Normally you can remove clamps after one hour, four hours if the joints are going to be stressed further, but since I was using a slow drying glue I left the sides in clamps over night before proceeding to the next step. I had bad visions of joints slowly pulling themselves apart if I didn’t allow plenty of curing time.
Gluing the divider in place is nothing more than a large scale version of the small cloud lifts so I didn’t photograph it. The only difference being that my clamps weren’t long enough so I used my bench dogs and tail vise to clamp it together (with waxed paper protecting my workbench top).
I needed to reinforce the structure of the cabinet, essentially a 3/4” thick walled ‘tube’ held together with glue, against the rigors of end user use. Cabinets get shoved sideways on floors and carpets rather than lifted, get bumped into, and in this case, will be subjected to Navy movers, all of which means that the structure needed more rigidity. While the divider dried I made up some alder web frames held together with pocket hole screws and glue. I chose alder because it’s a traditional secondary furniture wood, it’s cheaper than cherry, and it’s frequently used to mimic cherry due to its natural coloration and grain characteristics. Note, however, it is softer than cherry and that should be considered when using it as a substitute! The lower web frame will also give me a good mounting point for the bottom of the cabinet. When the dividers had dried I dry fit the cabinet one last time so I could fine tune the web frames using a block plane. The lower frame will be completely hidden and the top one will only be visible if you stick your head inside the cabinet and go looking for it. But you can see that it color matches the cherry quite well.
I verified that the carcase would be square and then glued the whole thing up, a repeat of the side glue up but with even more time concerns as I had LOTS of wobbly large pieces to get set up and I was the only pair of hands available. I also had to ensure that the post bottoms matched up front to back, side to side and diagonally..damn you shelf pins!! I chose to set the carcase up on its feet during the drying to help ensure the posts remained level with one another. The web frames were clamped in place at this time but I screwed them in after I removed the clamps the next day.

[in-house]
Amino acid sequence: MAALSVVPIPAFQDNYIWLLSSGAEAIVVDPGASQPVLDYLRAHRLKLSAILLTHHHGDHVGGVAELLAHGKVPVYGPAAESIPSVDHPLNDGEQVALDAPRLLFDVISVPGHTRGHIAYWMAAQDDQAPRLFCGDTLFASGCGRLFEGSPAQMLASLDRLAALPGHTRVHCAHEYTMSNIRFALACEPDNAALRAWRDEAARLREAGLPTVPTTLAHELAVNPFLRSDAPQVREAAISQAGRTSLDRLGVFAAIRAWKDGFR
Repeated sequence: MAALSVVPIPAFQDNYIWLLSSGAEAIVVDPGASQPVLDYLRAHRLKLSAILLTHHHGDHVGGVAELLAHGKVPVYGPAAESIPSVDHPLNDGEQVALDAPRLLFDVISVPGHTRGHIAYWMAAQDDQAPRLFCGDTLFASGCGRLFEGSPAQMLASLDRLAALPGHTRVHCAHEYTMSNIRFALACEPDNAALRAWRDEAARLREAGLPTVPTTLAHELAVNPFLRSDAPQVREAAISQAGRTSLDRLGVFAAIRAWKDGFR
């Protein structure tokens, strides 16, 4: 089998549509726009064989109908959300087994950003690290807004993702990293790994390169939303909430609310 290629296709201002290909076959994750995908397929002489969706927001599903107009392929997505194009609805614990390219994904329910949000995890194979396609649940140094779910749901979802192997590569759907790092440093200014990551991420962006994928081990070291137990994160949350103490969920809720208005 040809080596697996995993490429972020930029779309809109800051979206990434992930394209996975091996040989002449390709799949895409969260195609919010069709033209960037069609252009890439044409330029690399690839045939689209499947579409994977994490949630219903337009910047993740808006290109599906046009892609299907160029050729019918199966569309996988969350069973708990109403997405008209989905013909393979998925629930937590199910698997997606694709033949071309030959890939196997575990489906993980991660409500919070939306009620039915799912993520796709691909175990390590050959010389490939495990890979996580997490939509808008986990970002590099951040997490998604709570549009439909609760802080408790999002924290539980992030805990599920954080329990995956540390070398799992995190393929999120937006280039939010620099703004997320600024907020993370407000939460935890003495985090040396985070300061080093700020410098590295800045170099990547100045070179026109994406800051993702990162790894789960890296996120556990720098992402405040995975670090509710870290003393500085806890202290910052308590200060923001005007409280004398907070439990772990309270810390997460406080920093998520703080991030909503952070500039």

Anyone know why the cabinet is sitting on melamine? Anyone? Bueller? It’s because concrete is hygrophillic and likes to suck moisture out of anything it touches..like the bottom of the cabinet posts. In fact it is so good at it that one of my posts cracked and had to be repaired with epoxy and clamps. So try not to let raw wood sit on concrete for any length of time or you risk uneven moisture loss and all the woes that come with it. Even wood with finish shouldn’t sit directly on concrete..you’ve been warned :D. Melamine also provides a more level surface than standard garage floor concrete does.
The next morning I came out, removed the clamps, fine tuned the carcase bottom and cut the back panel..which left me with this:
Compared to the original pictures I think we’re doing just fine!
Next installment will cover door making..
Thanks for reading!
-- Mistake? No, that's just an unexpected design opportunity....